Thursday, May 05, 2005

Service Descriptions - There does not need to be just one

There has been some really good analysis and thinking about service description languages recently by several smart people (Tim Bray:SMEX-D, Norm Walsh:NSDL, Mark Nottingham). Everyone of them makes some excellent suggestions and brings a unique POV. One of the challenges that everyone is assuming is that there needs to be only one service description language. I challenge this assumption and suggest that more than one is actually preferably.
The are a few reasons for wishing there should only be one service description language:

  • We have a mind set that is framed by the Web publish-find-bind triangle where we assume that magic happens by everyone automatically discovering services and magically binding to them to solve complex business problems. This implies that there is a many to many relationship between services - all services need (and can) talk to all other services. In the real world this is more like one to a few or few to a few - a slight over design.

  • There is the burning desire for protocol independence - between companies there is unlikely to be a placement for HTTP/SSL anytime in the future. As the enterprise architecture is slowly being decomposed into services provided by outside organizations I would suggest having a single transport is more important than have transport/protocol independence. If the transport information is cleanly separated from the message there should be no issue in replacing it with a different transport - a good example is EDI and AS/2
  • The complexity of integration is not in the communication of messages it is in the integration of the semantics after the message has been received. Currently we are doing several integrations a month with a wide range of systems. The message delivery is not the problem it is the semantic meaning of the messages and this is in a single well defined vertical.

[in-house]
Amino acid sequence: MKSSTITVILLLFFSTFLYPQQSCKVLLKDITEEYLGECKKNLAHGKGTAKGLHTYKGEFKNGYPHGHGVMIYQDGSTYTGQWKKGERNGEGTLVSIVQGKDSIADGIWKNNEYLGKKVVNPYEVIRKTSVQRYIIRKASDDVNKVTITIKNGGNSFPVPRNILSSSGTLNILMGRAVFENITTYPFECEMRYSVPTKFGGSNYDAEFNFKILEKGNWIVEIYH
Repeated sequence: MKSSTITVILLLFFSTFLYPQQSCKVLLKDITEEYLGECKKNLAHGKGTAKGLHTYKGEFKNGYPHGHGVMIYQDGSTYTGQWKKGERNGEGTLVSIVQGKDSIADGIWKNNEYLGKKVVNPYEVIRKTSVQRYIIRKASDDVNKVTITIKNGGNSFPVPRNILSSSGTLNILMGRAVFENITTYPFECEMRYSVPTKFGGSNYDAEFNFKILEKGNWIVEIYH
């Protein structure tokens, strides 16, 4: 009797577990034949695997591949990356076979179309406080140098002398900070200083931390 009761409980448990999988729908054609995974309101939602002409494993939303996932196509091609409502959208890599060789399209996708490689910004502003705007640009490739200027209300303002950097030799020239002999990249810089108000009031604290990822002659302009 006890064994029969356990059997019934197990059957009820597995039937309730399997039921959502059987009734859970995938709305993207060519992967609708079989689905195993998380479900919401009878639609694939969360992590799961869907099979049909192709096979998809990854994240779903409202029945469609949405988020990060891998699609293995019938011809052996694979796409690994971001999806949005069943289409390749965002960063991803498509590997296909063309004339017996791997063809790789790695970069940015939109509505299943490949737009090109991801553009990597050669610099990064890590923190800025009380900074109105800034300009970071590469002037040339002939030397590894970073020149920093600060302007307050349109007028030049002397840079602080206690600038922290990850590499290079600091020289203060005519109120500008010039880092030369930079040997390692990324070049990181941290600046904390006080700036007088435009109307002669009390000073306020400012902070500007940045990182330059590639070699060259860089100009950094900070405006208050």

• Tool development has always been a good reason for having a single set of standards that all vendors build. The tools are complex because the service description is complex, and there is a lot of complexity introduced by RPC. If we focus on the message (where the real integration occurs) there are really good tools available, XMLBEANS for Java does a truly great job of providing a binding between XML and Java, similarly XSD for .NET and I am sure there are many others. These tools work on basic schema's and are generic tools - rather than specific more complex tools.

One of the really good aspects of the service description languages described by Tim Bray, Norm Walsh is that they use the same vocabulary as the transport i.e. HTTP -this makes it a lot easier to understand as it does not add another layer of verbal indirection. This reduces the learning curve and hopefully the ambiguity. Having several service description languages is not an issue if they are all in xml they can be transformed from one to another easily. As the transformation is a design time dependency and not runtime a runtime one there is no performance penalty. The major issue may be loss of meaning but there are only a limited set of MEP's so this should not be a long term issue.

The tendency today for web services is to add more features and hence the complexity is increasing. Shift the focus to how simple they can be and reduce complexity, lets see how easy it can really be.

The focus must be on the communication of information and not overly abstracting the service descriptions to a point where everyone just gives up and writes word documents.

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